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For example in javascript code running on the page we have something like:

var data = '<html>\n  <body>\n  I want this text ...\n  </body>\n</html>';

I'd like to use and at least know if its possible to get the text in the body of that html string without throwing the whole html string into the DOM and selecting from there.

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jquery - $('body').html() –  khairil Aug 10 '10 at 2:52
2  
@khairil - read the question more carefully... –  detly Aug 10 '10 at 2:58
    
opss, sorry, please ignore my previous comment. –  khairil Aug 10 '10 at 3:03

5 Answers 5

up vote 6 down vote accepted

First, it's a string:

var arbitrary = '<html><body>\nSomething<p>This</p>...</body></html>';

Now jQuery turns it into an unattached DOM fragment, applying its internal .clean() method to strip away things like the extra <html>, <body>, etc.

var $frag = $( arbitrary );

You can manipulate this with jQuery functions, even if it's still a fragment:

alert( $frag.filter('p').get() ); // says "<p>This</p>"

Or of course just get the text content as in your question:

alert( $frag.text() ); // includes "This" in my contrived example
                       // along with line breaks and other text, etc

You can also later attach the fragment to the DOM:

$('div#something_real').append( $frag );

Where possible, it's often a good strategy to do complicated manipulation on fragments while they're unattached, and then slip them into the "real" page when you're done.

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The correct answer to this question, in this exact phrasing, is NO.

If you write something like var a = $("<div>test</div>"), jQuery will add that div to the DOM, and then construct a jQuery object around it.

If you want to do without bothering the DOM, you will have to parse it yourself. Regular expressions are your friend.

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Is it bad to dynamically add tags like <html> dynamically to a hidden div? Will it mess up the page at all? I know it definitely won't be valid html but I suppose I could do something like: <div style="display:none" id="data"><html>iojwi</html></div> and then do something like $("#data html").html(); –  Travis Aug 10 '10 at 2:54
    
Yes, you can do this, and yes, it will work. Reference to "valid HTML" is not relevant here, because, once the HTML has been parsed by the browser, it is not HTML anymore, but rather a DOM tree. I must also add that you don't have to wrap it in a div. You can just plainly pass that whole string to the $() function, and it should return a jQuery object that represents your html tag. –  Fyodor Soikin Aug 10 '10 at 3:00

It would be easiest, I think, to put that into the DOM and get it from there, then remove it from the DOM again.

Jquery itself is full of tricks like this. It's adding all sorts off stuff into the DOM all the time, including when you build something using $('<p>some html</p>'). So if you went down that road you'd still effectively be placing stuff into the DOM then removing it again, temporarily, except that it'd be Jquery doing it.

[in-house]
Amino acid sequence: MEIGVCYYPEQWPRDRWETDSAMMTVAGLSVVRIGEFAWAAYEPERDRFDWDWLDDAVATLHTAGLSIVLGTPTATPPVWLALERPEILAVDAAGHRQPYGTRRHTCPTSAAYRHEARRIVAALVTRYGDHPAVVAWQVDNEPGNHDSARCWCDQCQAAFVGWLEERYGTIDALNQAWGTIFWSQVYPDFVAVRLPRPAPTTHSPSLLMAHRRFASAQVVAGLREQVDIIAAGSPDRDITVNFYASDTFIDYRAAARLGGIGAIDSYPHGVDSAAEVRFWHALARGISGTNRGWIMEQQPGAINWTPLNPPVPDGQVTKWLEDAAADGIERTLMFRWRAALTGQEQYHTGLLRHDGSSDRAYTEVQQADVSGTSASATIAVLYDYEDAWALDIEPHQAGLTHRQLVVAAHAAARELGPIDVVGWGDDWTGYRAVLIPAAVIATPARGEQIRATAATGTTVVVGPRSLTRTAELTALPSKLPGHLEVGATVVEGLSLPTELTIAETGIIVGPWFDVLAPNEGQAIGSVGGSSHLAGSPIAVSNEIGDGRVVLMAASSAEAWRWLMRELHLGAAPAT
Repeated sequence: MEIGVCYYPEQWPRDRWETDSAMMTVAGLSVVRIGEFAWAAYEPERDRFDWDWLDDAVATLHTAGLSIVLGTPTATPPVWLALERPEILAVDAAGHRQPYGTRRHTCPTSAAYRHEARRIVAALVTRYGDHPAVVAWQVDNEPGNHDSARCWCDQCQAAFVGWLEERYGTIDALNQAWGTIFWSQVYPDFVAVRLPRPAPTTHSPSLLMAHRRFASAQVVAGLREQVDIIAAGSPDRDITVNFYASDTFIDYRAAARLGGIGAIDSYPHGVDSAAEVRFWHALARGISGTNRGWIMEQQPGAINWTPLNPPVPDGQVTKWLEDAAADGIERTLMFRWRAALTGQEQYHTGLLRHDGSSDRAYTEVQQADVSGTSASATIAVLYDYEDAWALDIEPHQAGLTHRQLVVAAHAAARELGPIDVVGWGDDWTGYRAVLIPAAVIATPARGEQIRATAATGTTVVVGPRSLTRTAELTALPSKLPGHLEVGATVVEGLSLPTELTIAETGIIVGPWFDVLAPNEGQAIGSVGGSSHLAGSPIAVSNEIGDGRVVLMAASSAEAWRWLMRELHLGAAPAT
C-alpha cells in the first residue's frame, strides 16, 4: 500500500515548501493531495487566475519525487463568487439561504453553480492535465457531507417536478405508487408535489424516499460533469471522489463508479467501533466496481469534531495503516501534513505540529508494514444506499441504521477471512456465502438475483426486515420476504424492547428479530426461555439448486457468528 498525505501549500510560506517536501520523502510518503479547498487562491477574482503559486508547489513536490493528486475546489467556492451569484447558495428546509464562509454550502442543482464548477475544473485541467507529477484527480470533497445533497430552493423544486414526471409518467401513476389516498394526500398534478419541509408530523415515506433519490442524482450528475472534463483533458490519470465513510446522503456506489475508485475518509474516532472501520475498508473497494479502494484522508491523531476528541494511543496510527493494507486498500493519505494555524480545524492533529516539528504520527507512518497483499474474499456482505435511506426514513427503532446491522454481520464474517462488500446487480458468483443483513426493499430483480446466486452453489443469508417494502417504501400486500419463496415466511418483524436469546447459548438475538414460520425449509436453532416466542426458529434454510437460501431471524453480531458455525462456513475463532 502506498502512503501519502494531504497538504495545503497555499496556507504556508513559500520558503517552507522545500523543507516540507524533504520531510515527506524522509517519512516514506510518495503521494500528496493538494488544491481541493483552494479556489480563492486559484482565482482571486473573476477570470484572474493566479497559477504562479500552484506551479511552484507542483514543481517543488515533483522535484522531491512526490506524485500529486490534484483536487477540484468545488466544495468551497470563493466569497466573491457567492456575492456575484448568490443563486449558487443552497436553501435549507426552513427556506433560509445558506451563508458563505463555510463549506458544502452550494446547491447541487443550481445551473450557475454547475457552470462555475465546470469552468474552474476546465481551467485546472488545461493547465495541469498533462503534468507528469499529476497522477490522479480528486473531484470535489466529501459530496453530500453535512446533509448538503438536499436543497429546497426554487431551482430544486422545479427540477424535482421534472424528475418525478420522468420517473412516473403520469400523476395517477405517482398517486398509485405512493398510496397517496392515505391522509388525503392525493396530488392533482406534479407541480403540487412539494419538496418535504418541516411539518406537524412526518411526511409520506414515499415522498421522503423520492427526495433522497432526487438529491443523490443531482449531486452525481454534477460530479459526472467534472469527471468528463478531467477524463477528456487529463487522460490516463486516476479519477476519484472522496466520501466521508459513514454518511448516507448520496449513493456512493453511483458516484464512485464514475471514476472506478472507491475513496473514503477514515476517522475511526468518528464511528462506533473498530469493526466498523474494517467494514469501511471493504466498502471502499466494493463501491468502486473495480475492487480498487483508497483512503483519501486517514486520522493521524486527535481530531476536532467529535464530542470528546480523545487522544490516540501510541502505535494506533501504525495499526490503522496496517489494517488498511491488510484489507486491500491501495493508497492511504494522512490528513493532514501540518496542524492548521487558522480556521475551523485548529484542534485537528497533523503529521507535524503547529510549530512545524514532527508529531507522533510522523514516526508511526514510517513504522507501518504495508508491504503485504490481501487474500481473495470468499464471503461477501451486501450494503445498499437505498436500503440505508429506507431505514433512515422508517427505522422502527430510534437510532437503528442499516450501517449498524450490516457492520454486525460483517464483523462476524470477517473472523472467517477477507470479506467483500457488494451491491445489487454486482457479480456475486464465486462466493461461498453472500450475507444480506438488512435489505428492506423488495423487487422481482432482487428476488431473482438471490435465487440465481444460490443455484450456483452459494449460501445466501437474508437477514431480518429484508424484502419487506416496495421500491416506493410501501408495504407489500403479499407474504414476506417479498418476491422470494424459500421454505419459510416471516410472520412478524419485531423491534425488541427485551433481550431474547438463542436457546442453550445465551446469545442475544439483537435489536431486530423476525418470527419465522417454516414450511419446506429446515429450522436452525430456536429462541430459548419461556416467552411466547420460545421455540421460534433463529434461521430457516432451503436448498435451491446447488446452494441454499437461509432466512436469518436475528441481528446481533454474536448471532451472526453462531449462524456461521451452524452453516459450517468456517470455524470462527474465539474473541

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What does $('<p>some html</p>') do exactly? –  Travis Aug 10 '10 at 2:57
    
It creates DOM elements out of the HTML you've given it and returns those elements in a Jquery object, which you can then insert into the document somewhere or do other things with. Jquery does this by using innerHTML and equivalents in order to take advantage of the browser's internal HTML parser. –  thomasrutter Aug 10 '10 at 3:00
    
@Travis: as stated in the jQuery documentation (api.jquery.com/jQuery/#jQuery2), "...jQuery attempts to create new DOM elements as described by the HTML. Then a jQuery object is created and returned that refers to these elements..." –  Fyodor Soikin Aug 10 '10 at 3:02

John Resig (jQuery author) created a pure JS HTML parser that you might find useful. An example from that page:

var dom = HTMLtoDOM("<p>Data: <input disabled>");
dom.getElementsByTagName("body").length == 1
dom.getElementsByTagName("p").length == 1

Buuuut... This question contains a constraint that I think you need to be more critical of. Rather than working around a hard-coded HTML string in a JS variable, can you not reconsider why it's that way in the first place? WHAT is that hard-coded string used for?

If it's just sitting there in the script, re-write it as a proper object.

If it's the response from an AJAX call, there is a perfectly good jQuery AJAX API already there. (Added: although jQuery just returns it as a string without any ability to parse it, so I guess you're back to square one there.)

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Before throwing it in the DOM that is just a plain string.

You can sure use REGEX.

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